Zala had shown some good puppy nanny skills with Tuloon's recent litter so we thought we'd give her a try. Perfect! Zala loves and, more importantly, tolerates the little poop monster, as Neil calls her, without being too rough on her during play sessions.

At night, however, Zala and Wimzi need to have their separate space so each has a crate just their size. And so that Wimzi feels her closeness, the crates are placed door to door at night. Once Wimzi is more comfortable being alone after having been one of six puppies, each fighting for their own space, she will be weened away from Zala's kennel door.

Wimzi needs to be occupied 100% of the time when out of her crate. This is why we made sure she has numerous items that are hers so that she learns what is acceptable to chew on and play with and what is not. Some of these items spend the night with her in the crate in case she feels the need to chew. One item is specifically for separation anxiety. It is a stuffed animal that is microwavable. Placing it in the microwave for 30 seconds heats the buckwheat inside to about the body temperature of a puppy. They can sleep on or next to it and it mimics the feeling of laying next to litter mates. The majority of the toys are for teething puppies -nylabones, bones that are rubbery and specifically for babies and various Kong toys that treats are placed in that keep puppies occupied for hours. These toys are also to act as replacements if she decides to begin chewing on something that isn't hers. One of them is placed in front of her and used as a lure to remove her from the chair leg or the couch cushion. If she bites at people flesh or clothes, which doesn't happen anymore, a two finger light pinch to the scruff right behind her head with a gentle shake and a low toned "no" does the trick.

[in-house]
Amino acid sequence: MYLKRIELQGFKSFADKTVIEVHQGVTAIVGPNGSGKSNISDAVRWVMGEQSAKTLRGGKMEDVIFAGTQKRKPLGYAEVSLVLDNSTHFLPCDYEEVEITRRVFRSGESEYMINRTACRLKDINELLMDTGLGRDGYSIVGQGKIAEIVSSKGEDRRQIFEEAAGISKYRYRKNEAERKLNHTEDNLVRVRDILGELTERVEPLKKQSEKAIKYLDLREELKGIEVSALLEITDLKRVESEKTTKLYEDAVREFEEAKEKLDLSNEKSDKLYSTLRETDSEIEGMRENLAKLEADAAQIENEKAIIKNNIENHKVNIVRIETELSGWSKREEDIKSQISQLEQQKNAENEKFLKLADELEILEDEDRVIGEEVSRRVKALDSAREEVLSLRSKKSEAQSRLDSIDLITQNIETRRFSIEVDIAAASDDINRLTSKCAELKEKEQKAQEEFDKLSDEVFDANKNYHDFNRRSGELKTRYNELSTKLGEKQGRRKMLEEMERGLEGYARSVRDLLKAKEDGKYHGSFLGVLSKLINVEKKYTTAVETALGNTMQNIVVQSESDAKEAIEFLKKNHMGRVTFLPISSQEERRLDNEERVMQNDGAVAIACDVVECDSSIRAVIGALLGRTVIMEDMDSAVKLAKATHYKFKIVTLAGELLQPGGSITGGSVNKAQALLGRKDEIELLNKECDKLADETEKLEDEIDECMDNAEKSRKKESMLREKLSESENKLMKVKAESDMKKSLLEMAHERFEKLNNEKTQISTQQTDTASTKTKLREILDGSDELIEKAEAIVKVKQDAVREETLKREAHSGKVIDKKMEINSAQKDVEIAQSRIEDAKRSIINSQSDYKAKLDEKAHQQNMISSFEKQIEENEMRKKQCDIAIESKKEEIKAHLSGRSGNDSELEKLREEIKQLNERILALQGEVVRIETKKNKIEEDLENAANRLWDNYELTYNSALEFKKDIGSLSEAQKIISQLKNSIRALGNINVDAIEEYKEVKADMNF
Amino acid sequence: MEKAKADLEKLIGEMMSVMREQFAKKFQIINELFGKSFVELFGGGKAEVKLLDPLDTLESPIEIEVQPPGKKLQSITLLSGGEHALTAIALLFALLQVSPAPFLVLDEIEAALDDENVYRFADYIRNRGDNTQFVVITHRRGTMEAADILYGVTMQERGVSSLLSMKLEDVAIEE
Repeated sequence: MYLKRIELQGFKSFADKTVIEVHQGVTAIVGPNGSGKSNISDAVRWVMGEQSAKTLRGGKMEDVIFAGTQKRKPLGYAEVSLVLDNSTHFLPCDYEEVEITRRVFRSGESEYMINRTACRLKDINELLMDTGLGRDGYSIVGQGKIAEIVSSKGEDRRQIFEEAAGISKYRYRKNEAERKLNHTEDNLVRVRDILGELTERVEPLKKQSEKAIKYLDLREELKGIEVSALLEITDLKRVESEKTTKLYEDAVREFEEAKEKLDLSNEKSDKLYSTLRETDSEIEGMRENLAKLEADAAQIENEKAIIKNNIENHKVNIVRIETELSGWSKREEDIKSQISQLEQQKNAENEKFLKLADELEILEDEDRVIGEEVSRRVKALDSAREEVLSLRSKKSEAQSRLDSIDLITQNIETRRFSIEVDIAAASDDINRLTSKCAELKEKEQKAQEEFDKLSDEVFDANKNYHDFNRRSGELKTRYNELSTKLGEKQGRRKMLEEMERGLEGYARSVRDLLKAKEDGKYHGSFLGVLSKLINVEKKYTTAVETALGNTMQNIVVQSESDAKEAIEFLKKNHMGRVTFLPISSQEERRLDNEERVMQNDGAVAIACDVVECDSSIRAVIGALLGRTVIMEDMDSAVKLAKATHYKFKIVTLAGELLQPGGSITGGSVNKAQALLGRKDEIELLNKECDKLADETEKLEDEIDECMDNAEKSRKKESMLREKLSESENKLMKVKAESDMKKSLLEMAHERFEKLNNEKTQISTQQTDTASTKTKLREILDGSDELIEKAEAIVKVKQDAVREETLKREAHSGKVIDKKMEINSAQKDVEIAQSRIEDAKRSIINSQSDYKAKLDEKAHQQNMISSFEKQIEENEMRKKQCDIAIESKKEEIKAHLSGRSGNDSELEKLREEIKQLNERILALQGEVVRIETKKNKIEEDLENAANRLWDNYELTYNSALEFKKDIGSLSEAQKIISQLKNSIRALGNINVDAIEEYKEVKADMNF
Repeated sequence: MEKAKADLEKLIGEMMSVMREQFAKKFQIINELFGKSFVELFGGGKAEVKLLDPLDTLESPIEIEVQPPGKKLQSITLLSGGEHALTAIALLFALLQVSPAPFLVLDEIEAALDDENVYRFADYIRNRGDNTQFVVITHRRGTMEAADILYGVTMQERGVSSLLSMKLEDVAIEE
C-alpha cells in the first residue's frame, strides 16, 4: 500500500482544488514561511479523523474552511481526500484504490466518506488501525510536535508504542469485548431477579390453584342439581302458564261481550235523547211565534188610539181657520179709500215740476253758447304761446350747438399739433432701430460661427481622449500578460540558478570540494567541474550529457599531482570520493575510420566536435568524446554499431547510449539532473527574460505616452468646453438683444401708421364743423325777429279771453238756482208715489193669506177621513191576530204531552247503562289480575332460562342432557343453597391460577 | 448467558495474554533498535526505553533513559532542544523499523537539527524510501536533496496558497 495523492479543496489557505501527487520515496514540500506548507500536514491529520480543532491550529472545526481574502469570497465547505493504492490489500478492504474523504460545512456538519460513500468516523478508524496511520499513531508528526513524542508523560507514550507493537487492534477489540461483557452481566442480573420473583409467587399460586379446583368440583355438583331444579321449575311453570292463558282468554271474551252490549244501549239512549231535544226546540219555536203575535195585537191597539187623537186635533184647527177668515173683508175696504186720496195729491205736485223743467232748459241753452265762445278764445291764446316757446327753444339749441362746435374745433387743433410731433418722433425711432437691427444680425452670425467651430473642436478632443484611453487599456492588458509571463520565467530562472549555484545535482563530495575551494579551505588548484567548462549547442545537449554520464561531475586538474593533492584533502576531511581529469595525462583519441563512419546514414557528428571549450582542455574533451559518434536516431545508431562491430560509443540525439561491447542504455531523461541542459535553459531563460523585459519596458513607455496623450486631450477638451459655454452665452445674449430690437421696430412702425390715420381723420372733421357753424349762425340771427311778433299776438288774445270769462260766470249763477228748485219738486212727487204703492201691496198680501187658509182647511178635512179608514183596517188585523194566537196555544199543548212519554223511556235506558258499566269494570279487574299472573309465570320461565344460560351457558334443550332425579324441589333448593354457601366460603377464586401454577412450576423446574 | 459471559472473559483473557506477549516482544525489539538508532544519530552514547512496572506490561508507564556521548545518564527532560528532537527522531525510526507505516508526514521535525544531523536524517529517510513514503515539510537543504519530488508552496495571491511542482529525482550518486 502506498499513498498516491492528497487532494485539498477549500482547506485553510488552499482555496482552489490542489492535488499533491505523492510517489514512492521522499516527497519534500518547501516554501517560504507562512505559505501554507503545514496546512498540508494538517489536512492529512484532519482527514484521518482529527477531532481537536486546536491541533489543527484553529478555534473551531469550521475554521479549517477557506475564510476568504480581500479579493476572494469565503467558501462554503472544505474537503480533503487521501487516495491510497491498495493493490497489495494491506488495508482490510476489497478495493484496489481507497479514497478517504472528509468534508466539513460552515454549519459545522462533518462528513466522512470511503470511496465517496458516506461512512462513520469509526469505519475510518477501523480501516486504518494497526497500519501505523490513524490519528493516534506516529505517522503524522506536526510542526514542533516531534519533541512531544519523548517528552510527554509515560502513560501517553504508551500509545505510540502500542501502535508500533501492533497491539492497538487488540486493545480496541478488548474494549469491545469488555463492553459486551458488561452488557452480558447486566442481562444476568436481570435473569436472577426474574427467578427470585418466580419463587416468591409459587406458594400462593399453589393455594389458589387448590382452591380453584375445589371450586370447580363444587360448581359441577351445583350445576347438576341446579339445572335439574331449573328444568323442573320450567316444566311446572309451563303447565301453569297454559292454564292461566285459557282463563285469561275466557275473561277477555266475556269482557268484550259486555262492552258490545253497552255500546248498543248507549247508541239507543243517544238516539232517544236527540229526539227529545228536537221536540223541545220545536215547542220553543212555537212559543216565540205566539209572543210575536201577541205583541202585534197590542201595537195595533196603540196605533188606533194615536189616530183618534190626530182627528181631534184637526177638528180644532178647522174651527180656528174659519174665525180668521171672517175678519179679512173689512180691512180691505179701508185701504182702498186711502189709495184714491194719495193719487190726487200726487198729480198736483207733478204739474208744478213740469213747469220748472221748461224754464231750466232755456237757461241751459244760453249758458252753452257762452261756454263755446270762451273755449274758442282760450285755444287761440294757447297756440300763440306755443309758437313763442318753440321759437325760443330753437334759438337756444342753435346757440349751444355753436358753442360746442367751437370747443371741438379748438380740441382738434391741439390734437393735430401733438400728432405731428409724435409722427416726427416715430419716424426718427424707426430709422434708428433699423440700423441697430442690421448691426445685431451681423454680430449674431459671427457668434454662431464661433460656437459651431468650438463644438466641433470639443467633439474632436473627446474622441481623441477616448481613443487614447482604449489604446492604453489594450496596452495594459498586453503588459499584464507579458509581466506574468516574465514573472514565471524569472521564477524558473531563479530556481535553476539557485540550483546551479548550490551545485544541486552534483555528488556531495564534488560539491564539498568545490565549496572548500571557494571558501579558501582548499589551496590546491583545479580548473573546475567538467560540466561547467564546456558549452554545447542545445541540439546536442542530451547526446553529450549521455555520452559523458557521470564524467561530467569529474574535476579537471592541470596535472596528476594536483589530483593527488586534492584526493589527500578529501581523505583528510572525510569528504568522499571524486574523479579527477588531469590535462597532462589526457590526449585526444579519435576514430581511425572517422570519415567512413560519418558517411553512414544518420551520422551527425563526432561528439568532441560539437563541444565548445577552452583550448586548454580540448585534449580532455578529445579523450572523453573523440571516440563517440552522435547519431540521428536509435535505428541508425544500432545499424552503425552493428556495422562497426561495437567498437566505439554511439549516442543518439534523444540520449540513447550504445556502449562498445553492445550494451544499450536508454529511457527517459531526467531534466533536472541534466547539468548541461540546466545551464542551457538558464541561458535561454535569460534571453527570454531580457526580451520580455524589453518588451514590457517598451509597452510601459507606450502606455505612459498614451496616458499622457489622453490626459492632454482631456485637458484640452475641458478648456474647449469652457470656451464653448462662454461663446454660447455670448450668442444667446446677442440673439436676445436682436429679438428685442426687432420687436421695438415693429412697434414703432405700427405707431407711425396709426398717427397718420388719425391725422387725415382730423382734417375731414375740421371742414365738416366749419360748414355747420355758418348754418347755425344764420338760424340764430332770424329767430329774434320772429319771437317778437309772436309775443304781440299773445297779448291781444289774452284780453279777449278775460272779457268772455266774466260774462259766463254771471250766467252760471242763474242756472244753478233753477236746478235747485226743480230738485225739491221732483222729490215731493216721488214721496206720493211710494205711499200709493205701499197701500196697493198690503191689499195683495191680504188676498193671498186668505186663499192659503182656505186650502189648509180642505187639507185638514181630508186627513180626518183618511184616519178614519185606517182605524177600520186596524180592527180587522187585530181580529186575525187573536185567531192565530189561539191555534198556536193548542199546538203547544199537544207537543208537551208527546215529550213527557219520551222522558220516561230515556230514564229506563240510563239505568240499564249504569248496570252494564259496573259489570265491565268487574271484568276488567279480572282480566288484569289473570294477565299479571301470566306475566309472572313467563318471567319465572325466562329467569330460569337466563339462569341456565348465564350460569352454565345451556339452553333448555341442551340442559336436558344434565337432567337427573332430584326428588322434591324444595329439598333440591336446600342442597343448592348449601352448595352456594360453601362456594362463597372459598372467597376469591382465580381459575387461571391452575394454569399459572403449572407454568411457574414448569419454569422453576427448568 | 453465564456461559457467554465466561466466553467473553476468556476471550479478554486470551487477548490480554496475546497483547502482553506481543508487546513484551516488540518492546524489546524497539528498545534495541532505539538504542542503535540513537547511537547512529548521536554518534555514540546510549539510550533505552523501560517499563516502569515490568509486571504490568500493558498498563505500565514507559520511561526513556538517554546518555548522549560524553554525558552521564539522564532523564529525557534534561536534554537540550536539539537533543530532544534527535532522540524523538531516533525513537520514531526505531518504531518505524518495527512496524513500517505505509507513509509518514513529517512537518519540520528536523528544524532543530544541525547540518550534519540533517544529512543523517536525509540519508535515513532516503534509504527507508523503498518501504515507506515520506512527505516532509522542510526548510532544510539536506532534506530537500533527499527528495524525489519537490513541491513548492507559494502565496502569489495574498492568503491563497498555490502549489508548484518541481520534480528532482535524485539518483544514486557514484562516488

We began taking Wimzi outside during the big dog feeding on day two. She screamed and cried. What a poor puppy! Today we spent several hours doing dog yard chores. Wimzi spent this time in an outdoor kennel with Zala where we could keep an eye on her. The time wasn't without a few puppy screams but, for the most part, she did extremely well and even curled up on some fresh straw inside one of the dog houses for a nap.

This routine will continue for the next few weeks until we add the next lesson. Once Wimzi has had a shot at roughly 10 weeks old, she will be going to puppy class for socialization!

Notable Quotes